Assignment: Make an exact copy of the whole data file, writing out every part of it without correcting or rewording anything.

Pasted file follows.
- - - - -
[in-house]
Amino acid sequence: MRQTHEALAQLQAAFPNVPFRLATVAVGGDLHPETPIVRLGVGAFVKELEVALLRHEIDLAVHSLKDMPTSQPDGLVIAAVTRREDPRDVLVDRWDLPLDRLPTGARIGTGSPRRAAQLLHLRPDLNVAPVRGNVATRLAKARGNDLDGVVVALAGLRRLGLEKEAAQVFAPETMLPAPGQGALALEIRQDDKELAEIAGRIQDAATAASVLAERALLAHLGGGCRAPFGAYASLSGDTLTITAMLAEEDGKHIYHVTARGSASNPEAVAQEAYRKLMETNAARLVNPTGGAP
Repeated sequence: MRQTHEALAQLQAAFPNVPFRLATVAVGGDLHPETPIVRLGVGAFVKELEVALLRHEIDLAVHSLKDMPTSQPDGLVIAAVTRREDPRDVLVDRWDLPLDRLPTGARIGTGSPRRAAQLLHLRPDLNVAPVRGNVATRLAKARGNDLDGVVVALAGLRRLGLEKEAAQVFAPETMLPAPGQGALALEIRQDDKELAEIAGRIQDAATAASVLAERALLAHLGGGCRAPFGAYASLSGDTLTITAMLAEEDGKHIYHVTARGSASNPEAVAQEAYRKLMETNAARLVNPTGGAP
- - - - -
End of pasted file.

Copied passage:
[in-house]
Amino acid sequence: MRQTHEALAQLQAAFPNVPFRLATVAVGGDLHPETPIVRLGVGAFVKELEVALLRHEIDLAVHSLKDMPTSQPDGLVIAAVTRREDPRDVLVDRWDLPLDRLPTGARIGTGSPRRAAQLLHLRPDLNVAPVRGNVATRLAKARGNDLDGVVVALAGLRRLGLEKEAAQVFAPETMLPAPGQGALALEIRQDDKELAEIAGRIQDAATAASVLAERALLAHLGGGCRAPFGAYASLSGDTLTITAMLAEEDGKHIYHVTARGSASNPEAVAQEAYRKLMETNAARLVNPTGGAP
Repeated sequence: MRQTHEALAQLQAAFPNVPFRLATVAVGGDLHPETPIVRLGVGAFVKELEVALLRHEIDLAVHSLKDMPTSQPDGLVIAAVTRREDPRDVLVDRWDLPLDRLPTGARIGTGSPRRAAQLLHLRPDLNVAPVRGNVATRLAKARGNDLDGVVVALAGLRRLGLEKEAAQVFAPETMLPAPGQGALALEIRQDDKELAEIAGRIQDAATAASVLAERALLAHLGGGCRAPFGAYASLSGDTLTITAMLAEEDGKHIYHVTARGSASNPEAVAQEAYRKLMETNAARLVNPTGGAP